Higher education providers around the globe are re-examining the way they conduct student assessments. Smart universities are looking to online proctoring as part of their efforts to futureproof their programs.
Both the impact of COVID-19 on higher education institutions and the speed at which most institutions were required to react was significant, particularly with the abrupt move to online classes and associated online assessment strategies.
In early 2020, most institutions chose the most cost-effective and user-friendly ‘quick fix’ strategies for assessment.
A smaller number explored online proctoring – a service that allows students to take their exams in the convenience of their own homes, under the supervision of either a human invigilator online or artificial intelligence software (or a combination of both) via a webcam and screen-sharing capability.
Higher education regulator TEQSA and professional accreditation bodies in Australia (such as CPA and CA ANZ) did not impose mandatory requirements on assessments at the start of the pandemic.
They were supportive of, and flexible around, assessment strategies employed by various institutions. The only caveat was that academic integrity and a positive student academic experience drive the decision-making processes and that chosen strategies would only be employed temporarily until more suitable options could be explored.
Shift to proctoring tools
In 2020, a number of Australian universities – such as the Australian National University and the University of Queensland – announced their plans to use online proctoring software such as ProctorU and Proctorio. Their aim was to retain the integrity of face-to-face supervised exams.
This was met with apprehension and criticism from many students, academic staff, and privacy experts alike. Concerns were raised about online proctoring being invasive and accusatory, inequitable, unlawful, and over-reliant on technology.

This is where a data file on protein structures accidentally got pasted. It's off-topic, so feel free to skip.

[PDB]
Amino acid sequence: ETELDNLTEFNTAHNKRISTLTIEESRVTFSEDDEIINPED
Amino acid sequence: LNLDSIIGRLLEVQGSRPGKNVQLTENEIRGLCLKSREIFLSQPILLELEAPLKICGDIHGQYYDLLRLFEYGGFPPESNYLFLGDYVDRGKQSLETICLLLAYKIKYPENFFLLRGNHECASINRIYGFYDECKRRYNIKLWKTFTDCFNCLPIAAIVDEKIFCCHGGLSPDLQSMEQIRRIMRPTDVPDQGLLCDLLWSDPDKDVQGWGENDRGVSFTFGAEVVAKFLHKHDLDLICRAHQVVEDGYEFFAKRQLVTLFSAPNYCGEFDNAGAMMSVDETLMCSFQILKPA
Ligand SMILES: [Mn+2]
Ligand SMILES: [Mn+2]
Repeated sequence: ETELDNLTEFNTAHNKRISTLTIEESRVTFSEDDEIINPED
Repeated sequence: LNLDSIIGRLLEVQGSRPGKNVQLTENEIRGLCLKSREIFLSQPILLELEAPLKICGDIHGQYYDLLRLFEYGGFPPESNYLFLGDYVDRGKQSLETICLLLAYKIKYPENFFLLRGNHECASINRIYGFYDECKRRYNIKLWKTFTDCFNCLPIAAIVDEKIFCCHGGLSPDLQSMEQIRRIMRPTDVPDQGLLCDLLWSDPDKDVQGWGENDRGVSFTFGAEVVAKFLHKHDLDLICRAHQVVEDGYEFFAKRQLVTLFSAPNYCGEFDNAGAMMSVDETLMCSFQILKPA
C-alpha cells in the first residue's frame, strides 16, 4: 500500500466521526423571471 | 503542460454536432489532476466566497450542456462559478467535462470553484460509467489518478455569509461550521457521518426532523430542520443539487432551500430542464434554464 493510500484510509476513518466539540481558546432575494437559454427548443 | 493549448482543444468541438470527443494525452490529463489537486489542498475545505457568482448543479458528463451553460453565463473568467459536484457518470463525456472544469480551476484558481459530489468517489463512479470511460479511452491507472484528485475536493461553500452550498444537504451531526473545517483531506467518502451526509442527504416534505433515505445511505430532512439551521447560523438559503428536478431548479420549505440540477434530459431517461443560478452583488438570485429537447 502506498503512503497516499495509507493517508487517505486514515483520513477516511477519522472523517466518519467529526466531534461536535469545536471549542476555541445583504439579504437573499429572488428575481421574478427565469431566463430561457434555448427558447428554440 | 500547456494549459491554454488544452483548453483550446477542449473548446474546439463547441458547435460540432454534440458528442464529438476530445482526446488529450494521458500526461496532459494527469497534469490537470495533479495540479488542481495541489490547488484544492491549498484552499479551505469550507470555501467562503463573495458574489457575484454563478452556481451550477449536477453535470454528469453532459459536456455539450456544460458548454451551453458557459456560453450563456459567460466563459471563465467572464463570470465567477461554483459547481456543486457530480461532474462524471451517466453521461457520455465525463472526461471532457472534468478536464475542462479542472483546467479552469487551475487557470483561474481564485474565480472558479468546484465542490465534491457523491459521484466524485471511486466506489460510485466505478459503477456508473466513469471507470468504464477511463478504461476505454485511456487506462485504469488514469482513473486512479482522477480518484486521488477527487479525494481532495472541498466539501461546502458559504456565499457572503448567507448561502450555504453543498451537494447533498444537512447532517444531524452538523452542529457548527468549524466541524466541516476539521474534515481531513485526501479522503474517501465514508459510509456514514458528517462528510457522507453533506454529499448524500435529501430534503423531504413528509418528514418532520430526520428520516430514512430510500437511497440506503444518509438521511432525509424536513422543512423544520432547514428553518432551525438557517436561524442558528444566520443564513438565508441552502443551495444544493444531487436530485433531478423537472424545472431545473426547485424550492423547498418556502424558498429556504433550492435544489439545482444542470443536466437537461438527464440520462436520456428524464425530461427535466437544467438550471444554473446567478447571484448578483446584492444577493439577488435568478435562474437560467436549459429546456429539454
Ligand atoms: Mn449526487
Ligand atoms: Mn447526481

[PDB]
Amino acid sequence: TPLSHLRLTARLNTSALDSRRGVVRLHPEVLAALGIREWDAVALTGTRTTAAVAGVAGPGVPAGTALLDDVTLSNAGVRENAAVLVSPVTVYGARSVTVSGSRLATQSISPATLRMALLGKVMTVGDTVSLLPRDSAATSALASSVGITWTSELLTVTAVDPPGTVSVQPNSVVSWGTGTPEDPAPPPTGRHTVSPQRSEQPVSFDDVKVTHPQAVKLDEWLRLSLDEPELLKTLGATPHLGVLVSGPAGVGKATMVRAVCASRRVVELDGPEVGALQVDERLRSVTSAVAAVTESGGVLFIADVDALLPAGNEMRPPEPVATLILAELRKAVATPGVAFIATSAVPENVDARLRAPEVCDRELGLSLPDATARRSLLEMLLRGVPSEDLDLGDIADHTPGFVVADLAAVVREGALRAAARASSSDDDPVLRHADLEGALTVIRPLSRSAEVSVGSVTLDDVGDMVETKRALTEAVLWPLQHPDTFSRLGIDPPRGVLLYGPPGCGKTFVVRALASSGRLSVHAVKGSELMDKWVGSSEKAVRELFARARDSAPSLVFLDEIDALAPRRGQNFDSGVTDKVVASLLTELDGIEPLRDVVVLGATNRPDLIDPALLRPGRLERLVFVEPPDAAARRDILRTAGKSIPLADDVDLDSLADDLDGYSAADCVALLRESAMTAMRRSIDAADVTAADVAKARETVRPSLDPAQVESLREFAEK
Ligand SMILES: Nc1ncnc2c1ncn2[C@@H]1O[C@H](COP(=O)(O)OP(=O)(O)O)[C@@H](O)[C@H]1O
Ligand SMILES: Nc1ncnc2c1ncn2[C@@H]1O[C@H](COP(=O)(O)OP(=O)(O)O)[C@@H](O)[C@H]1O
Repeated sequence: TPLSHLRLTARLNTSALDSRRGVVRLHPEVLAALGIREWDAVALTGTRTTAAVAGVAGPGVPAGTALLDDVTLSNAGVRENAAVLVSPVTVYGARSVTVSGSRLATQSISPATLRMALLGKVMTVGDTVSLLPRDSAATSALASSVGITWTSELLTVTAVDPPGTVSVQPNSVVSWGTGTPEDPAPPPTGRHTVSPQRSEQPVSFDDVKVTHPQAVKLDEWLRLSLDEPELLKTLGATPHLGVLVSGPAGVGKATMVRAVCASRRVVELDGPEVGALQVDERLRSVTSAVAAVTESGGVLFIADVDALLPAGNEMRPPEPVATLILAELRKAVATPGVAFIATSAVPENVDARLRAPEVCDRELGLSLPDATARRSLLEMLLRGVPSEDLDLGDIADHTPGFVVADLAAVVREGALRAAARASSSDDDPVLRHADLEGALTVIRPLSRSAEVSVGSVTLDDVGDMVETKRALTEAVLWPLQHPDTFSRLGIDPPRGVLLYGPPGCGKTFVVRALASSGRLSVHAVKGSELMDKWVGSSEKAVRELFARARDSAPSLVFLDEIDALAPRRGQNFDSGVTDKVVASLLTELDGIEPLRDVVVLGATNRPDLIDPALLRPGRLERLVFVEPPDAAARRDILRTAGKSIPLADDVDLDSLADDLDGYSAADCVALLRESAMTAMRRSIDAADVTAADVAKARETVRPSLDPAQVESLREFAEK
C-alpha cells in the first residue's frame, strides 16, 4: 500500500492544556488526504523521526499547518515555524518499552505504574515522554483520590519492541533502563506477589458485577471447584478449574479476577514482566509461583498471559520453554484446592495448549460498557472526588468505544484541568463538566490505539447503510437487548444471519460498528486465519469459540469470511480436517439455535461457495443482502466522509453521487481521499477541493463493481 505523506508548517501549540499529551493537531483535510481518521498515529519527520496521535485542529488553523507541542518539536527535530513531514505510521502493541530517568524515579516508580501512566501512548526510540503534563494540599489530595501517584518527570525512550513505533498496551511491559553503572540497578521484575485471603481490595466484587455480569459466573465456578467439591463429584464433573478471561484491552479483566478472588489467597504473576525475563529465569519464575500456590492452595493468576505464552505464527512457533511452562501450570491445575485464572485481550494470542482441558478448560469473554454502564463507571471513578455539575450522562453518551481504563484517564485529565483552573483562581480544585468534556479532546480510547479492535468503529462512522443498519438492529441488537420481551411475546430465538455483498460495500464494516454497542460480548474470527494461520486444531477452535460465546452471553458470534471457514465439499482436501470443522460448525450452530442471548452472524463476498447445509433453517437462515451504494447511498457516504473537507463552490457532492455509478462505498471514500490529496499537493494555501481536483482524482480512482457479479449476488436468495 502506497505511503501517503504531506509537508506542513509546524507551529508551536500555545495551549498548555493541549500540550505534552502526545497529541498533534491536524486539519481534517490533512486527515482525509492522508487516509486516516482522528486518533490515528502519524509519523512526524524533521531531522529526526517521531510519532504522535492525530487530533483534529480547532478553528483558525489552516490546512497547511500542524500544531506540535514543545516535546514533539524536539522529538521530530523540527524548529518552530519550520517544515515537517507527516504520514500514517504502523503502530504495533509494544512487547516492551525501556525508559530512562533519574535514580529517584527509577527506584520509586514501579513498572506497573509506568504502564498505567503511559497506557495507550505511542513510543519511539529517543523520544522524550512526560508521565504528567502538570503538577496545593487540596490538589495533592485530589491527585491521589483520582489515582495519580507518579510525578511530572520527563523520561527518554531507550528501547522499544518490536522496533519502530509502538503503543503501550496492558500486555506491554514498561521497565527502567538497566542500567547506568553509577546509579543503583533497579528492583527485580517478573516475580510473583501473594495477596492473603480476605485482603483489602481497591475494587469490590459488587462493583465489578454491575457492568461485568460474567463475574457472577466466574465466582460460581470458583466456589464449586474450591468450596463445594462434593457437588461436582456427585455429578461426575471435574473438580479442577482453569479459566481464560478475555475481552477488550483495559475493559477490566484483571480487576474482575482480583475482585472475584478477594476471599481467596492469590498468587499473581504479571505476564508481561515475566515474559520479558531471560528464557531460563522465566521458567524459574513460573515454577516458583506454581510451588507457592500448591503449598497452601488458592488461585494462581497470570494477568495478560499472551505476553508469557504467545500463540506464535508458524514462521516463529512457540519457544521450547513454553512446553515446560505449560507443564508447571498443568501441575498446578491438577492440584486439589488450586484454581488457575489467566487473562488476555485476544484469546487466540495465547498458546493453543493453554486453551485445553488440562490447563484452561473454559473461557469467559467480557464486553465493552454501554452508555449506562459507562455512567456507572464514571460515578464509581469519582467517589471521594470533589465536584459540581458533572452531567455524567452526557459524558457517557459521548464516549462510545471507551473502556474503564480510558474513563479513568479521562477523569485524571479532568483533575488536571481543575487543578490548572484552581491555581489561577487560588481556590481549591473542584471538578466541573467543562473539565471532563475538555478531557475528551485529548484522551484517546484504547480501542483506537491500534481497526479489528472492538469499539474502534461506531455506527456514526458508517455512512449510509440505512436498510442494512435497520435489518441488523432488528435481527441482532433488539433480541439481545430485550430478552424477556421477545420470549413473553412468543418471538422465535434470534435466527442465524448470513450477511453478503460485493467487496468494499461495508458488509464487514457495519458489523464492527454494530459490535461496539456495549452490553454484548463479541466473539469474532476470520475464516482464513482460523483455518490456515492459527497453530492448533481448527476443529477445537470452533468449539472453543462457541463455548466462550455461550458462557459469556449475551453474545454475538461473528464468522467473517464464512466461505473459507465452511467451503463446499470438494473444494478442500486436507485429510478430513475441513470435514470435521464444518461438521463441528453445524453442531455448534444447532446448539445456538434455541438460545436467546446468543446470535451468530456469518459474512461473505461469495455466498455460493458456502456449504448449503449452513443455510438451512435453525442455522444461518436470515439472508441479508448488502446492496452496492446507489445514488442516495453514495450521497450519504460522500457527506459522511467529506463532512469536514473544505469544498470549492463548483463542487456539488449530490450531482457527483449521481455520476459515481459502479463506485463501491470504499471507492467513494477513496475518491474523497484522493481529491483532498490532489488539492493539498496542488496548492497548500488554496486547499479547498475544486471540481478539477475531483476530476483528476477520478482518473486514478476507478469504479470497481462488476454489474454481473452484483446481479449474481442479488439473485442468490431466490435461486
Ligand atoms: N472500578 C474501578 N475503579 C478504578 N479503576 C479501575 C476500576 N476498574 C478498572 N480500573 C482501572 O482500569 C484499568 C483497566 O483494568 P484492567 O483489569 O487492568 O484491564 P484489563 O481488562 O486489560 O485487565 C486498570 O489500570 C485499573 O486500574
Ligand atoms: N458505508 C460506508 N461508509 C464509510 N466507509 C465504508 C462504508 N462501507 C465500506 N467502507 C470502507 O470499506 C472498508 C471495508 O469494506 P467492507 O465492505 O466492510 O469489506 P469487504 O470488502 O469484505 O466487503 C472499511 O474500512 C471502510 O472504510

The legitimacy of these concerns must be considered along with the question: Is being seated in a physical exam venue under constant surveillance less invasive than the use of proctoring software during an online exam?
At UBSS, the most recent student survey conducted in February 2021 indicated that 88 per cent of undergraduate and postgraduate students preferred to continue their studies online.
Such a result upholds the belief that students (at UBSS at least) have embraced technology and are comfortable with the use of technology in their studies and exams, thus making proctoring software an attractive option for upcoming exams.
Advantages of proctoring tools
Proctoring software provides considerable flexibility in the types of products that can be used based on the assessment type, requirements, or individual needs of the institution. Artificial intelligence, human invigilated online proctoring, or a combination of both can be implemented effectively.
Advantages associated with proctoring tools include:
- Academic staff have the freedom to develop a wider range of assessment questions than what they were restricted to under traditional pen and paper exams.
- Reduced carbon footprint for environmentally conscious institutions.
- With the level of technology that most students are accustomed to using and familiar with, typing is preferable to handwriting.
- Students can save time in not having to travel to exam venues and avoid the logistics required before being seated for face-to-face exams.
Further advantages, according to Dawson (2021), include:
- Authentication: student identity is verified before the commencement of the exam.
- Lockdown: access to documents and notes, websites, other software may be blocked in closed book exams.
- Monitoring: exam conditions are maintained through the use of a microphone and webcam.
Heightened use of technology
The increased use of technology has its advantages for a higher education student. The world was already heavily dependent on technology pre-COVID; those who do not embrace it or are uncomfortable with it will inevitably be disadvantaged.
However, the post-COVID world will demand an even greater familiarity with technology in almost every job market of the future. As such, the ‘university of the future’ will need to be a smart university, according to Martin (2021).
Part of this has been a revival of a common and sometimes controversial question in higher education: Are face-to-face exams an outdated approach to summative assessment?
While no assessment proctoring approach (face-to-face or online) can ultimately eradicate cheating and other forms of academic misconduct completely, the use of online proctoring will dissuade students from doing so and augments the integrity of the assessment process in general. That alone makes consideration of proctoring a worthwhile endeavour.
Assistant Professor Jotsana Roopram is currently the deputy dean (student experience) at Universal Business School Sydney.
Emeritus Professor Greg Whateley is currently the deputy vice chancellor at Group Colleges Australia.
 Dawson, P. (2021). Defending assessment in security in a digital world: preventing e-cheating and supporting academic integrity in higher education. Abingdon, Oxon: Routledge
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